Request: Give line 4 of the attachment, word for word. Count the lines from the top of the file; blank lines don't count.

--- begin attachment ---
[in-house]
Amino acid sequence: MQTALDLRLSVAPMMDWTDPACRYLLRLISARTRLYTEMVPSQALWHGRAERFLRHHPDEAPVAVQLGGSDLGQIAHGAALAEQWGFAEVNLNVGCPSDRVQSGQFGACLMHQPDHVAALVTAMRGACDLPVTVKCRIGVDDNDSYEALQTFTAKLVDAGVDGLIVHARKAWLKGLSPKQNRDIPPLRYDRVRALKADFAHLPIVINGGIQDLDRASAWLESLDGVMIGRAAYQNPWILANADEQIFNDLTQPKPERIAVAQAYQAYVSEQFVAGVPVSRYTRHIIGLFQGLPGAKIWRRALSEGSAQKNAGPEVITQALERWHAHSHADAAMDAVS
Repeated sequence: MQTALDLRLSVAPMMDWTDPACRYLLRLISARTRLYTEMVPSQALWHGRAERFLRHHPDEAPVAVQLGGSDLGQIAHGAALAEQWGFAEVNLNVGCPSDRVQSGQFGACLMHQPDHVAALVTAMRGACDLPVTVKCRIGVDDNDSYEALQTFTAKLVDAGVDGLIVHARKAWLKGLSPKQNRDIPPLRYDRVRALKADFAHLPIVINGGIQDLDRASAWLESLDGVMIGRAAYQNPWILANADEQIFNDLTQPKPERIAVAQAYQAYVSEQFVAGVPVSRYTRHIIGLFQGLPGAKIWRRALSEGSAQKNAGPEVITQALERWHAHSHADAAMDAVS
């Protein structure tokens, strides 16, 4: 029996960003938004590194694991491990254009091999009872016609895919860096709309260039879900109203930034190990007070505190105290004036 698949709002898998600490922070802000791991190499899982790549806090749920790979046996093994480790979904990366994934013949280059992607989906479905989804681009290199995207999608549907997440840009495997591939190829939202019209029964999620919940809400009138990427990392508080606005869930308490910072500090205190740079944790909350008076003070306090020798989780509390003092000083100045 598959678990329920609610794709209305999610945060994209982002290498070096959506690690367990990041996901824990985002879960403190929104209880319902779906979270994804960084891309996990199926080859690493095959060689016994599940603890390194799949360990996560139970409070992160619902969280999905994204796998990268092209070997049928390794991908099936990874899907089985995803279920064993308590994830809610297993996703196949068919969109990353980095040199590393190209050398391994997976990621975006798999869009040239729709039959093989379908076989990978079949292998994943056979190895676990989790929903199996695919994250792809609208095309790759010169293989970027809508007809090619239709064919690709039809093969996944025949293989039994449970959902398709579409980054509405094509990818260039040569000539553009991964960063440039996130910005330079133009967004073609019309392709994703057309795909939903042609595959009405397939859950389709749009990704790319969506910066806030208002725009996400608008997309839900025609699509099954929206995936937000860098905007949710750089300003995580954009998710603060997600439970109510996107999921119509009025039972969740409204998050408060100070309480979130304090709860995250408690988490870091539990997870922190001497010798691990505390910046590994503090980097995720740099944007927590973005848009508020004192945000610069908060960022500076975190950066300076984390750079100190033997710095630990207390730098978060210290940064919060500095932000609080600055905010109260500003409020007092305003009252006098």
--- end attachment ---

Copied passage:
């Protein structure tokens, strides 16, 4: 029996960003938004590194694991491990254009091999009872016609895919860096709309260039879900109203930034190990007070505190105290004036 698949709002898998600490922070802000791991190499899982790549806090749920790979046996093994480790979904990366994934013949280059992607989906479905989804681009290199995207999608549907997440840009495997591939190829939202019209029964999620919940809400009138990427990392508080606005869930308490910072500090205190740079944790909350008076003070306090020798989780509390003092000083100045 598959678990329920609610794709209305999610945060994209982002290498070096959506690690367990990041996901824990985002879960403190929104209880319902779906979270994804960084891309996990199926080859690493095959060689016994599940603890390194799949360990996560139970409070992160619902969280999905994204796998990268092209070997049928390794991908099936990874899907089985995803279920064993308590994830809610297993996703196949068919969109990353980095040199590393190209050398391994997976990621975006798999869009040239729709039959093989379908076989990978079949292998994943056979190895676990989790929903199996695919994250792809609208095309790759010169293989970027809508007809090619239709064919690709039809093969996944025949293989039994449970959902398709579409980054509405094509990818260039040569000539553009991964960063440039996130910005330079133009967004073609019309392709994703057309795909939903042609595959009405397939859950389709749009990704790319969506910066806030208002725009996400608008997309839900025609699509099954929206995936937000860098905007949710750089300003995580954009998710603060997600439970109510996107999921119509009025039972969740409204998050408060100070309480979130304090709860995250408690988490870091539990997870922190001497010798691990505390910046590994503090980097995720740099944007927590973005848009508020004192945000610069908060960022500076975190950066300076984390750079100190033997710095630990207390730098978060210290940064919060500095932000609080600055905010109260500003409020007092305003009252006098």